In 2015, the 14ers in the Front Range of the Rocky Mountains alone, endured the pounding feet of 72,000 hikers! Saturdays are the most popular peak bagging days by 30%. On a given summer Saturday, a popular peak like Grays or Torreys can experience up to 1,200 hikers between 6am and 2pm! We expect crowds at summertime amusement parks and beaches–it comes with the territory–but in the wilderness? Needless to say, people are surprised, grumpy even.
Everyone in pursuit of a peak summit wants an outdoor adventure, a break away from society, an experience with nature, and popular hikes can present challenges to that ideal experience. You can see how sharing the trail becomes a shared responsibility that requires the patience of everyone. For example, you might have to adopt a slower pace or stop more frequently to let uphill hikers pass. But should you have to tolerate the audible sound of music from fellow hikers’ portable speakers?
Last weekend, I did trail restoration work with the Colorado Fourteeners Initiative on Quandary Peak. I stopped working to move aside for hundreds of hikers throughout the day, many of them sporting backpacks with built-in speakers or portable speakers clipped to their packs. Their hike was soundtracked by their personal choice of jams. I heard Tim McGraw, Drake, and The Lumineers. Music can be a comforting and motivating companion on a hard climb to a summit. Who doesn’t want to get pumped up with their favorite song, or compile the perfect, epic playlist for your badass summit soundtrack? I definitely caught myself doing a little dance to someone who walked by playing a Chvrches song.
But some of my fellow volunteers balked. “Seriously?” they said, as these people partying on the mountain passed. On a summer day, in Colorado at least, your epic soundtrack is suddenly forced on the ears of hundreds of other people too, and while some of them might dance or sing along with you, others might view the jam session as bothersome noise. I’m not going to lie: I had this same thought.
After thinking about this issue, I decided to ask other outdoorists their thoughts on Instagram: What’s your opinion of music on the trail?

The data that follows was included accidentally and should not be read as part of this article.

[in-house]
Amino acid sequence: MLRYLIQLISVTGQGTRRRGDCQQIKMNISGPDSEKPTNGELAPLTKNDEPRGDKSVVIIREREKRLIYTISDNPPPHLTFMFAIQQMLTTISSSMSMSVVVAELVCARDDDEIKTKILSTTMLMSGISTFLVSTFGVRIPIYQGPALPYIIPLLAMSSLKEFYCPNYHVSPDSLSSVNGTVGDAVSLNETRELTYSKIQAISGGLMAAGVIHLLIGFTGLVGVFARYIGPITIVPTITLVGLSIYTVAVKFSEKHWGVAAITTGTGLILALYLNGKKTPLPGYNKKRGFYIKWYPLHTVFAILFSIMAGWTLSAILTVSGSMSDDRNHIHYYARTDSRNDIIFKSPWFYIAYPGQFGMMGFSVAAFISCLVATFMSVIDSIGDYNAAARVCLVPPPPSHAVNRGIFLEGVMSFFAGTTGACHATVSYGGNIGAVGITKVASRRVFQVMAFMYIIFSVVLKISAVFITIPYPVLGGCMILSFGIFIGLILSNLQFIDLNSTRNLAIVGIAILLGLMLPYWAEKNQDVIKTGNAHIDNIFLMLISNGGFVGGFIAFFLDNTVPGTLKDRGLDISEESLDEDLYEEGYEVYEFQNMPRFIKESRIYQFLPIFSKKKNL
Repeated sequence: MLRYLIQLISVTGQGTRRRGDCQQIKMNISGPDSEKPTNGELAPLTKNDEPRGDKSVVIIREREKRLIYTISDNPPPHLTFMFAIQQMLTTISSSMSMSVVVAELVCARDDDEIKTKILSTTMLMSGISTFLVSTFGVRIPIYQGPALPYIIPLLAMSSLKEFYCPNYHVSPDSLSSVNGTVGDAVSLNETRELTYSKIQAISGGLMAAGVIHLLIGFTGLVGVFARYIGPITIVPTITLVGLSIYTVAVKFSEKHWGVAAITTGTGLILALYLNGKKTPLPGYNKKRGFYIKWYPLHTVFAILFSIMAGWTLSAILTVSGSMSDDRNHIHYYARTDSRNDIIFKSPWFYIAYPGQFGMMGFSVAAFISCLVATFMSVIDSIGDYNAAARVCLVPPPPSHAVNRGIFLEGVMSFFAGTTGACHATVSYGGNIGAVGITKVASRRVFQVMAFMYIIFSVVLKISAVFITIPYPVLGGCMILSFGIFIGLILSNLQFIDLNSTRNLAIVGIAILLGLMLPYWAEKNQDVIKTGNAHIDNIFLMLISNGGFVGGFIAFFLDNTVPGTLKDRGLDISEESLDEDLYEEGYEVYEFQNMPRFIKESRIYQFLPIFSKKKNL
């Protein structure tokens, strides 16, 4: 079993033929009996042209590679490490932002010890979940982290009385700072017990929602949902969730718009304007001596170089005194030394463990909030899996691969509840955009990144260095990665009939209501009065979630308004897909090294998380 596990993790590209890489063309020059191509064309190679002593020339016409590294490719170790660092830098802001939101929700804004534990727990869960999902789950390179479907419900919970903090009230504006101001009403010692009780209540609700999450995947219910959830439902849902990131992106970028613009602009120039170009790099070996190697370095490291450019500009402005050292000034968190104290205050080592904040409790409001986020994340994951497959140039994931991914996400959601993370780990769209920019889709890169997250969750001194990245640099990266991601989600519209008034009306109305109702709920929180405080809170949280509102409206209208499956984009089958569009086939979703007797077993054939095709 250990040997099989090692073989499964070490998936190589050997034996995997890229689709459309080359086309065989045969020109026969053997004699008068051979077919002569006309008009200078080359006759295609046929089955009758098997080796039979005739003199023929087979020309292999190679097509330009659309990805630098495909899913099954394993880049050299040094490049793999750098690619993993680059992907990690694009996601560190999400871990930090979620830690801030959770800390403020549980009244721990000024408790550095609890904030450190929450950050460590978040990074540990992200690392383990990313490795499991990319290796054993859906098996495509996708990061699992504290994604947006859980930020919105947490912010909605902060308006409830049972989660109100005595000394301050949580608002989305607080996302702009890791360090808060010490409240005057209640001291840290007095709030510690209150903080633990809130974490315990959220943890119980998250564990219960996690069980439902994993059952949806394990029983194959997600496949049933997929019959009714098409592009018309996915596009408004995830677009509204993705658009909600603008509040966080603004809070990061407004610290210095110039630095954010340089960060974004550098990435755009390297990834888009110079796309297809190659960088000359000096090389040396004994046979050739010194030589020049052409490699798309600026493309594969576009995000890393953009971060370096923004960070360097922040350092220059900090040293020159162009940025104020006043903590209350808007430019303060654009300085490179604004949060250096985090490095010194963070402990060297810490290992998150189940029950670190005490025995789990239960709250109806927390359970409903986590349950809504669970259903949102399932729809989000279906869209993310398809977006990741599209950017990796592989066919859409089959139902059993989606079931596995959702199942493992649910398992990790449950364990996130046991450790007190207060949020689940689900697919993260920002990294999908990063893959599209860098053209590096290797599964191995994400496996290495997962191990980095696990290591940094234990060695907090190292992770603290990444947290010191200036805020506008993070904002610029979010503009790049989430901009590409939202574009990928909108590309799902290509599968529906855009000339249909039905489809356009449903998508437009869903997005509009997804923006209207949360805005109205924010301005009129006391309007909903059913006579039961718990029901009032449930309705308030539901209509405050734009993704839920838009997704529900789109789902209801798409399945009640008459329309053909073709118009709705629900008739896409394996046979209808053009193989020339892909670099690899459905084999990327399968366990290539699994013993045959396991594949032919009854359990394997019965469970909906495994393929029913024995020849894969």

I thought I’d receive a lot of negative feedback, but many people viewed music as a positive experience in the outdoors. Some even said that they’d rather someone use portable speakers than hike with headphones because it’s safer–using headphones, they said, could make you dangerously oblivious to your surroundings and to nearby wildlife. That’s an interesting perspective! I think it’s awesome we’re looking out for each other!
Here’s what some rad outdoor adventurers from all over the world had to say about the issue, on Instagram.
Portable Speakers on Hikes: An IG Survey
ImKathleenFrank I think it’s a tough call! I prefer to be surrounded by nature out on a trail. It’s where I go to get away from social media and the usual buzz, but if someone is having fun with their music out on the trail, I try to just of with the flow and enjoy it. Part of the adventure!
InternationalHobbyist It would annoy the hell out of me. Fortunately not a trend that’s hit Switzerland yet…
meredithgoesoutside I’m with the use headphones crew. I get out in nature to break away from the city and people and noise of everyday life. If you have to bring that with you and project it into nature I feel like you’re missing the point of being out there, or at least messing with my enjoyment of it. Music can be a great motivator when you’re working your body hard, and I understand that (I need it when I’m running hard and need to distract myself from how difficult it can be), but keeping it to yourself is more respectful!
Patrick_Bodnar I don’t mind people listening to music as long as it’s at a reasonable volume. If music helps you, use that, just don’t blast it and potentially ruin somebody else’s hike!
PrepareforAdventure On the other hand, I’d rather the speakers than thme listening to headphones and not be able to hear anything around them!
FeetontheMap Depends on the music. I love listening to Tibetan songs in the Himalayas.
Sound Off: What’s Your Opinion?
Overall, it seems the common consensus was: If you’re going to listen to music, please use headphones so as not to disturb the sounds of nature for others.
So, do you think broadcasted music could be considered noise pollution? Do you think it’s everyone’s right to hike the way they want? Could hiking with headphones be dangerous? Let’s continue the conversation! Leave a comment, and remember to be please be nice.